Important Reminders about Reverse Mortgages
Along with requirements, certain rules and obligations are also part of getting a reverse mortgage. Most of these are similar to other financial transactions such as getting a credit card or opening a bank account. However, some are also unique to this specific type of financial product.
When applying for a reverse mortgage, it’s the duty of counselors and loan officers to inform you of the many details surrounding the process and the loan itself. You must be aware of the fine print in these documents to avoid any unpleasant surprises later on.
So, take caution with the following reminders:
The home being used in a reverse mortgage must be your primary residence, which requires that you must live there for at least 183 days per year.
You can only live out of the home for a total of 12 months – for durations longer than that, you need to discuss with your lender if they will allow it. For example, you may need to stay in a long term care facility or you might find an extended work opportunity out-of-town.
On Age Qualification
To qualify for a reverse mortgage, the homeowner must be 62 years old, and this age requirement applies to all persons listed on the deed of the home. If a spouse is under 62, their name cannot be included in the title and must be removed in order to qualify for the reverse mortgage.
Only those who are listed on the title are considered owners of the home. Once the owner/s passes, the surviving spouse or the heirs become responsible in settling the loan account.
Heirs who inherit a property used as collateral in a reverse mortgage must pay off the loan’s outstanding balance, either by using other resources or by selling the home.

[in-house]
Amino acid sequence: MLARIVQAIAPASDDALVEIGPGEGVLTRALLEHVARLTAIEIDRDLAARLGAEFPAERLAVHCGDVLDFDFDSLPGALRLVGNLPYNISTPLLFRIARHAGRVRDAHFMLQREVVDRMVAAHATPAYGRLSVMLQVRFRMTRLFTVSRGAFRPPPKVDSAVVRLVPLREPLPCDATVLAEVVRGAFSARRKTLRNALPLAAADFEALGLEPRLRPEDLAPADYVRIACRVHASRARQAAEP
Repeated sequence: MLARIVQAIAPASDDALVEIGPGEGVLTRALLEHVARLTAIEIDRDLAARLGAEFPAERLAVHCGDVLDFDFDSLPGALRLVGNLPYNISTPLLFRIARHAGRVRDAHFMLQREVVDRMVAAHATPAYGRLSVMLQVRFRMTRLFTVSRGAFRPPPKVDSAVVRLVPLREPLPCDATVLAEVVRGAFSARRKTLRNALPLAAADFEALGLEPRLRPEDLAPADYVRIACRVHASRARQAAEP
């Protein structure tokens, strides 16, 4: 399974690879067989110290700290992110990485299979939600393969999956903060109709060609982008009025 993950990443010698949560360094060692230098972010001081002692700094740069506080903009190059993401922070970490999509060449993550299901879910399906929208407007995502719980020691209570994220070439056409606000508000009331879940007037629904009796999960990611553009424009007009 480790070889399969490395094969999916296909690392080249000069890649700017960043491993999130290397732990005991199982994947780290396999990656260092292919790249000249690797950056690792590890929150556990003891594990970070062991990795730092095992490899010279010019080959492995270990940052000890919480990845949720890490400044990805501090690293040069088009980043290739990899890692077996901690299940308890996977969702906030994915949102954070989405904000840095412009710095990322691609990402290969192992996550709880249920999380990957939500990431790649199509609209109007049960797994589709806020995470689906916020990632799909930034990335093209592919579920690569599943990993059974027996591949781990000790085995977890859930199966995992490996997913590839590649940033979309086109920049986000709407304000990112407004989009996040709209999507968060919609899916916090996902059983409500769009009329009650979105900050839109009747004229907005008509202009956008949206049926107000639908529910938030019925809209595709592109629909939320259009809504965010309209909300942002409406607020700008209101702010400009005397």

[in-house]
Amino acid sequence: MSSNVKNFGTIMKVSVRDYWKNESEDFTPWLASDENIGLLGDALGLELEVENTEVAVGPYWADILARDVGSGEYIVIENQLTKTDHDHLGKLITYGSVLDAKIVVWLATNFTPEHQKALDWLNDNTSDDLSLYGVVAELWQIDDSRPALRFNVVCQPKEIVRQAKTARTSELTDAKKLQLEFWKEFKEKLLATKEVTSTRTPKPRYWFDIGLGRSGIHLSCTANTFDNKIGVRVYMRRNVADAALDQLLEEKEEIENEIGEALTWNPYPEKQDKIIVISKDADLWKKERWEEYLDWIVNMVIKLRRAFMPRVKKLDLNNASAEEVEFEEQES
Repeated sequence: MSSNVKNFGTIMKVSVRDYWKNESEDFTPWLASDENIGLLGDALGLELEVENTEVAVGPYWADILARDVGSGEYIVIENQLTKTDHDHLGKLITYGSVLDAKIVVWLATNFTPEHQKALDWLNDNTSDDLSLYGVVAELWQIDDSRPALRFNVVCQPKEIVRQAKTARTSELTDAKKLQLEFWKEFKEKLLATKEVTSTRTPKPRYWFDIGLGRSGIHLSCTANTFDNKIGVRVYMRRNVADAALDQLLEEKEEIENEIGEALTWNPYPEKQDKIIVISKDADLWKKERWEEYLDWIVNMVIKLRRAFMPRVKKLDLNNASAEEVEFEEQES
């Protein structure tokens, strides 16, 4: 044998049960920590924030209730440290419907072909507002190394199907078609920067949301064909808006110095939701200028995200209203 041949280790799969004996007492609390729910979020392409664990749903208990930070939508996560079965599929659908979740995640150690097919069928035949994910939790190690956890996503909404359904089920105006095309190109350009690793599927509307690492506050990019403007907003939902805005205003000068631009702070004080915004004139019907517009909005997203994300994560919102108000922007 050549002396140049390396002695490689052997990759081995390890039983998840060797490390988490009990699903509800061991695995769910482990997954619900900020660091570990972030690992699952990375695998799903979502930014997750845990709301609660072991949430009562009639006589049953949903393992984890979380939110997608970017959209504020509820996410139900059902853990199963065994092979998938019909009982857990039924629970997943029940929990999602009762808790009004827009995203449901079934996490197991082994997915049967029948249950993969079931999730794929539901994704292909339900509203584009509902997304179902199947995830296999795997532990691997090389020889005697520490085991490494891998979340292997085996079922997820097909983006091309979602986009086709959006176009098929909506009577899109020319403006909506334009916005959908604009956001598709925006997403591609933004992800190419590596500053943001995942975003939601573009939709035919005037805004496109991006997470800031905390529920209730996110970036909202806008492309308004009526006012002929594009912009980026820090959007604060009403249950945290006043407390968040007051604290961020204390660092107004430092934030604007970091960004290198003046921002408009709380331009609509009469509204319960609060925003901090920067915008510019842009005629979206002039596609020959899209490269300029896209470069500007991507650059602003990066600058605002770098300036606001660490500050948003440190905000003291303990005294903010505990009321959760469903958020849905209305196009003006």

When the home is sold this way, any remaining balance after the reverse mortgage is paid transfers to the heirs. If the home is sold at a price less than the outstanding amount of the loan, the heirs will not owe more than the balance, under HECM rules.
If you have an existing mortgage on the home, you must pay it off first as a requirement in getting a reverse mortgage. As an option though, you can apply for a reverse mortgage and use the proceeds to pay off the current mortgage. The reverse mortgage then becomes the only lien on the property.
The homeowner is still responsible for keeping up with property taxes, homeowner’s insurance and other related fees. If you are unable to do so, your loan may go into default.
You are also responsible for maintaining your home up to FHA standards. Repair costs can be paid off through the reverse mortgage proceeds if allowed; otherwise, you will need to shoulder the fees.
Caution when Applying
You are not required to buy any other financial product in order to get a reverse mortgage. If your lender, loan officer or agent says that it’s a necessary condition, report them immediately to HUD.
Next topic: Steps in Getting a Reverse Mortgage